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#18 The Stationmaster

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Posted 07 December 2017 - 16:52

Historically weren't XC also restricted at Reading due to the turnback platform not being able to hold an 8 car length and now with probably all trains allocated trains south of Reading are stuck at 4 cars.

 

Not quite.  5 car Voyager units can be accommodated in all the platforms used by Cross Country at Reading including No.3 bay which was lengthened in order to accommodate 5 car sets.

 

I'm not sure if 170 units could keep time on part of the routes used by Voyagers as in places they are timed right up to linespeed including some at 125mph and does 170 acceleration match what a Voyager is capable of I wonder?

 

But over all the constraint is basically the inability of No.3 bay at Reading to accommodate more that 5 cars and the same could also be said of Platforms 13B and 14B where the Newcastles turn round (quite what will happen to them when Crossrail pokes its ugly nose into Reading is another interesting question which might involve some interesting 'debates' in order to find a workable solution).  Platforms 7 and 8 could undobtedly accommodate longer Cross Country trains although whether either would have sufficient availability once the full GW Class 800/802 worked service comes on stream is another question entirely (as is the matter of overlaps at the east end of those platforms as running longer Cross Country trains into them would presumably require full overlaps at the east end?).


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#19 great central

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Posted 07 December 2017 - 17:20

I Like class 170's but that's a big ask (for a humble stopping DMU) to run them from Manchester to Bournemouth....


They already do Birmingham-Stansted on a daily basis.
Our 158s and occasionally 156s do Nottingham-Liverpool-Norwich-Liverpool-Nottingham or a variety of combinations of the round trips every day.

#20 ted675

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Posted 07 December 2017 - 18:03

They do seem to reserve the four car units for the South Coast trains but to be be fair to XC on a Bournemouth - Manchester run there is a lot of duplication with other TOCs services, for the shorter journeys (XC's staple fair), over almost the entire route.

 

Whereas over the core Derby - Taunton section they are pretty much the only TOC on offer for most of the day.

That's an interesting point regarding duplication - However, if you get your ticket [say, Bournemouth to Manchester]  in advance [and why wouldn't you want to?], then the ticket is probably going to be restricted to XC trains only so the fact that you could in theory get out at Birmingham International and perhaps get a Pendolino to Manchester doesn't actually help the traveller if his ticket doesn't allow him to do that.



#21 melmerby

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Posted 07 December 2017 - 18:06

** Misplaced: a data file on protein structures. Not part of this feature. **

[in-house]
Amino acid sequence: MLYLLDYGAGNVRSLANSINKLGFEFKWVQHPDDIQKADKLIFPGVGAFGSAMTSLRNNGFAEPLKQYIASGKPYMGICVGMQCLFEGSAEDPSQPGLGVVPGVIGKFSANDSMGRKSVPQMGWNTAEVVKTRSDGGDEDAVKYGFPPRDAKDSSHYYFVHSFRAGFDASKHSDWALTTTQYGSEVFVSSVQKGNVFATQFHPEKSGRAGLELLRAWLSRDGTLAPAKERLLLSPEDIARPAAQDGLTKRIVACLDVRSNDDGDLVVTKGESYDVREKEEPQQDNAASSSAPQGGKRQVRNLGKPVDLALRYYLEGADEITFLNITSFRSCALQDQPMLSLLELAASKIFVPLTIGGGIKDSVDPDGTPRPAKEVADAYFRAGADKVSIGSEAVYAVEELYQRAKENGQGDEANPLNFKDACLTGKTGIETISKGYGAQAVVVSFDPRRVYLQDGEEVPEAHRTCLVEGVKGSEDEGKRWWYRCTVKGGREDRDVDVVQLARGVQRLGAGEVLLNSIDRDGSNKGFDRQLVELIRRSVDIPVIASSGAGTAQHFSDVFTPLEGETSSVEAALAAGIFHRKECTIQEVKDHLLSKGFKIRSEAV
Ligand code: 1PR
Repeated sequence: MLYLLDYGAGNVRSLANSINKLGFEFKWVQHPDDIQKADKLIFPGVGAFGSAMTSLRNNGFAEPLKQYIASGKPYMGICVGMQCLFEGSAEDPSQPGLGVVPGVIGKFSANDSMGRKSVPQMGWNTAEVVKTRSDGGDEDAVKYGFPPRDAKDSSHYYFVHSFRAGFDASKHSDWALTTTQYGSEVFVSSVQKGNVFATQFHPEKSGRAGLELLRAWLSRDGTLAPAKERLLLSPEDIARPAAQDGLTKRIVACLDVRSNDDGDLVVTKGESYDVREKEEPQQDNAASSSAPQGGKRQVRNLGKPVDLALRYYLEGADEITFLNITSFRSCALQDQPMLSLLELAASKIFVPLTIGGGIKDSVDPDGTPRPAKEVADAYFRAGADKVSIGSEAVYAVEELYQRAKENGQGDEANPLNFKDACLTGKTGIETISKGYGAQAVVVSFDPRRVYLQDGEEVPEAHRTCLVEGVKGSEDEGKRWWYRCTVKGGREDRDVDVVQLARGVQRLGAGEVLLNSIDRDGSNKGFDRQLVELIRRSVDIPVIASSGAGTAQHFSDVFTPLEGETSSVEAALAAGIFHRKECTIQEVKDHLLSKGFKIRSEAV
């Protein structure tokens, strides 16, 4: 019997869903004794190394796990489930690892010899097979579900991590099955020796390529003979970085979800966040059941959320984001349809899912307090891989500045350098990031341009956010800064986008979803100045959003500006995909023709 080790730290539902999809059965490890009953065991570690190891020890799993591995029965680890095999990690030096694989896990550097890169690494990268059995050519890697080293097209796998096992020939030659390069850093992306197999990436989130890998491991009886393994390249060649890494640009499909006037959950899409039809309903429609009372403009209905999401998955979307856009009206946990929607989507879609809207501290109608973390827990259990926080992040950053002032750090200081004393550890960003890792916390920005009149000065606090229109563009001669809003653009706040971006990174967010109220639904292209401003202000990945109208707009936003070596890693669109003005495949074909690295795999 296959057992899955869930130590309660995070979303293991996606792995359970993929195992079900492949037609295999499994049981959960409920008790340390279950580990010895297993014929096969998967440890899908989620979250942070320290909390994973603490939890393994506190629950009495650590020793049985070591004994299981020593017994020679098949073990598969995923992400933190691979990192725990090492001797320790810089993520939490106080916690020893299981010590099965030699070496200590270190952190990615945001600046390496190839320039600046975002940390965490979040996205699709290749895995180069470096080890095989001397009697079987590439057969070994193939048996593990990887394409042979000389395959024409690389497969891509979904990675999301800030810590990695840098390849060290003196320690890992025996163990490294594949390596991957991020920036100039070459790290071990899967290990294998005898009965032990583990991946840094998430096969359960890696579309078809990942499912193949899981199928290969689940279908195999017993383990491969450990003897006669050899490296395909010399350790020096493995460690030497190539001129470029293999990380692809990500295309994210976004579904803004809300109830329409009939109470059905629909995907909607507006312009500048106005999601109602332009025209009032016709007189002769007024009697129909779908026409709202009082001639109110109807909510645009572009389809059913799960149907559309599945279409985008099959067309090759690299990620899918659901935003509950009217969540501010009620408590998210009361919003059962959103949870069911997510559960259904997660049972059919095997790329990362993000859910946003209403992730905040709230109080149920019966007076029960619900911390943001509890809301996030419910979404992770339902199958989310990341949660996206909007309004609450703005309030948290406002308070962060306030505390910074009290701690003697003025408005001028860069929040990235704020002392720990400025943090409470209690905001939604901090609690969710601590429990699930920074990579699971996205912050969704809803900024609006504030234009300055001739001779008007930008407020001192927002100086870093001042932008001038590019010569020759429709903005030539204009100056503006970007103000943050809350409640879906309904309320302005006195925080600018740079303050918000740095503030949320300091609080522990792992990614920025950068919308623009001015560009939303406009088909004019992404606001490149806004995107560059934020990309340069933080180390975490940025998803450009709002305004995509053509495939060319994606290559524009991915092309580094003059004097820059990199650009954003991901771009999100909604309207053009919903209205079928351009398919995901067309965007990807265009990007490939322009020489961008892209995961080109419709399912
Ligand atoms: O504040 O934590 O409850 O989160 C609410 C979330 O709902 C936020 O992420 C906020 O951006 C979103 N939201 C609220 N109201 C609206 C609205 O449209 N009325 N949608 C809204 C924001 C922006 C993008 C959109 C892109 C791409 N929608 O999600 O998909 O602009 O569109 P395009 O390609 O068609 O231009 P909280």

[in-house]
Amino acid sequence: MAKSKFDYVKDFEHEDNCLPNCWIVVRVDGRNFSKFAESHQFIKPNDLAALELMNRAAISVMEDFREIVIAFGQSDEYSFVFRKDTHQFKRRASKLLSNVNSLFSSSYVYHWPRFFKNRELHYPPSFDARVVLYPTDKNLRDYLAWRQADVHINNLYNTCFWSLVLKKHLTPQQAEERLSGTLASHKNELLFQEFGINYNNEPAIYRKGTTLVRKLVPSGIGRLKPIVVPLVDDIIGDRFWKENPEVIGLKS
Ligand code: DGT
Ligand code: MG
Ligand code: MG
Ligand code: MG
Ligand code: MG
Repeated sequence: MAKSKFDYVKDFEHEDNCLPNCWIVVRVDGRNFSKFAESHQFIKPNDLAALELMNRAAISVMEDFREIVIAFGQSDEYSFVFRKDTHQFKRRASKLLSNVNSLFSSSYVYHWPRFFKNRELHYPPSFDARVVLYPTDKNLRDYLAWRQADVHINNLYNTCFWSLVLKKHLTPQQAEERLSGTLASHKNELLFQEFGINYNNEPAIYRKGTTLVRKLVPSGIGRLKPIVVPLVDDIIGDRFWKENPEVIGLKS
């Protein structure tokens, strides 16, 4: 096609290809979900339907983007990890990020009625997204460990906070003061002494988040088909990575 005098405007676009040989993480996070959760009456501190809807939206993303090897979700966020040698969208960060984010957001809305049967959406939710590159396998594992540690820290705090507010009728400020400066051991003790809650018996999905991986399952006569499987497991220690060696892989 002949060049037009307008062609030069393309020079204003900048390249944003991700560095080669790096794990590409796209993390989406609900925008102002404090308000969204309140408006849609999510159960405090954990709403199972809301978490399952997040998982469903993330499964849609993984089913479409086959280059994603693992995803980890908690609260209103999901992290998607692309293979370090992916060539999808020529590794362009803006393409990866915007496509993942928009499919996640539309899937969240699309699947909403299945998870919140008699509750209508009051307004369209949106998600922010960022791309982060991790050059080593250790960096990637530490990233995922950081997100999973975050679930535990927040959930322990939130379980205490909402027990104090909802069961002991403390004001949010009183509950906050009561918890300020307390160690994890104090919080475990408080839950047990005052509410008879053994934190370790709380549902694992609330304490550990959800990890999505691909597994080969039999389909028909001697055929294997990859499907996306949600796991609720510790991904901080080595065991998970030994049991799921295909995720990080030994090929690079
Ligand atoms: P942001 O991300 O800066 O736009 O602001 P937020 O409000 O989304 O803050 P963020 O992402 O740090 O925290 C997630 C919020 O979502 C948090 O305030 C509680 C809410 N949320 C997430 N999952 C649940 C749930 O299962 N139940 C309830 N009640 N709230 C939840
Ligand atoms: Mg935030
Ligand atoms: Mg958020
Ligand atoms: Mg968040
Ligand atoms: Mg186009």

Some interesting comments here considering that at Warley weekend I boarded a 9 car Voyager (4+5) heading south to Bournemouth (I think) via Reading.

Unfortunately due to staff shortages during industrial action on the day it was going to terminate at Reading.

 

Keith


Edited by melmerby, 07 December 2017 - 18:06 .


#22 jonny777

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Posted 07 December 2017 - 18:13

Coming back from DEMU shows at Burton, I'm pretty sure that the 170 I usually board to get home is going to end up in Cardiff.

Nottingham to Cardiff seems a pretty long run to me.

 

 

170s have been doing Cardiff to Nottingham runs since I was commuting from Bristol to Cardiff 15 years ago. 

 

I certainly viewed them with envy, when waiting for my 150 (or 143 if I was unlucky). 



#23 caradoc

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Posted 07 December 2017 - 18:15

I would certainly agree regarding how busy the Manchester/Bournemouth services are, in fact when travelling between Oxford and Birmingham I try to avoid them and use the Newcastle trains instead. Oxford is a major traffic point, I wonder whether there would be a market for Chiltern to run services between Oxford and Birmingham, to relieve the XC trains ?



#24 melmerby

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Posted 07 December 2017 - 18:16

170s have been doing Cardiff to Nottingham runs since I was commuting from Bristol to Cardiff 15 years ago. 

 

I certainly viewed them with envy, when waiting for my 150 (or 143 if I was unlucky). 

My only experience of XC 170s was on the Birmingham - Stansted run when a 2 car unit was rostered and it was full to standing not long after Leicester!

 

Keith



#25 D854_Tiger

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Posted 07 December 2017 - 19:03

 

I'm not sure if 170 units could keep time on part of the routes used by Voyagers as in places they are timed right up to linespeed including some at 125mph and does 170 acceleration match what a Voyager is capable of I wonder?

 

They certainly lack the acceleration of a Voyager but XC services are hardly timed to exploit it.

 

As for 125 mph running, between Manchester and Bournemouth there are only two short sections where that is possible - Reading to Didcot (assuming the train is offered the fast lines) and Wolverhampton to Stafford.

 

North of Stafford, 125 mph isn't possible, as tilt has been disabled on all of XC's Voyagers, though the four car units were never equipped for tilt anyway.